The Oakland A's have been, by any reasonable measure, one of the most successful franchises in baseball over the past four years. Their well-documented struggles in the postseason have served to distract from this fact, but four postseason appearances, three division titles, and four final-game losses in four Division Series are a record that 25 other teams would happily embrace.

While the unable-to-compete A's have run roughshod through four seasons, the four cities above have spent more than $1 billion on new stadia, in which the four baseball teams have combined for a 713-1067 record in 11 team-seasons. At no point has any of the four teams been in a pennant race, or even finished above .500 in any season.

The evidence that the A's do not need a new stadium to compete is overwhelming, just as the evidence that the Twins don't need a new stadium to compete is overwhelming. Moreover, the evidence that a new ballpark drives success is mixed; whatever correlation was seen in the mid-1990s has certainly weakened in the 2000s, to the point where a new stadium is contraindicative of success. (I'm not arguing that there is causation. However, "a new park causes teams to lose" is a much more defensible position, based on what has happened, than the one that says the A's cannot compete without a new stadium.)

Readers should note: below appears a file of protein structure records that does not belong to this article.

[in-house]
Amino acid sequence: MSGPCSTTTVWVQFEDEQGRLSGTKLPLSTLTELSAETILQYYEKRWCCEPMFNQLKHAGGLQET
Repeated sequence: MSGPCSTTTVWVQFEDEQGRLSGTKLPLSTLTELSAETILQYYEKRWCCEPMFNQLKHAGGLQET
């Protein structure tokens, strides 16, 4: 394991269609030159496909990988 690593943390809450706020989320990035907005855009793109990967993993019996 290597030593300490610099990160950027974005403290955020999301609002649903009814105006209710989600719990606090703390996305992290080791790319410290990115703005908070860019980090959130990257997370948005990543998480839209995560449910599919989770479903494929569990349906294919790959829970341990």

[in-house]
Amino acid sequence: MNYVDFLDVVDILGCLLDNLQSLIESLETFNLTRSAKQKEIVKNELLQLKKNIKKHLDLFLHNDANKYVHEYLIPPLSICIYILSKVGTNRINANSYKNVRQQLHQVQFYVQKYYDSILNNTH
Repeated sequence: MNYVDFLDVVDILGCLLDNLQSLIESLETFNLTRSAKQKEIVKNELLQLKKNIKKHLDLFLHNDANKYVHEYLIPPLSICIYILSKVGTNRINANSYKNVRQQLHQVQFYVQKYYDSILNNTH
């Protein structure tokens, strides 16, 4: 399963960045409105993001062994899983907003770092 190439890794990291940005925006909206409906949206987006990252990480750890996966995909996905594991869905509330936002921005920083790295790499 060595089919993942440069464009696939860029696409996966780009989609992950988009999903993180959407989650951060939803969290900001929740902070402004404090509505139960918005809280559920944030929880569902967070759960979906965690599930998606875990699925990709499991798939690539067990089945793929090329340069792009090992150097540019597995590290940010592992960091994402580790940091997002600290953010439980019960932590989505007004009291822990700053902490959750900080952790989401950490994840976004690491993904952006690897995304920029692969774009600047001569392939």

Those weren't even my favorite quotes. I like this one best:

"A franchise is what revenue it can generate."

Not championships, players, fans, history, managers, moments, memories... revenue. That's what a franchise is. The amount of money it brings in.

I've been writing about baseball for close to 10 years now, and I've written some scathing indictments of Bud Selig. I don't know that I could ever come up with one sentence more damning than that one.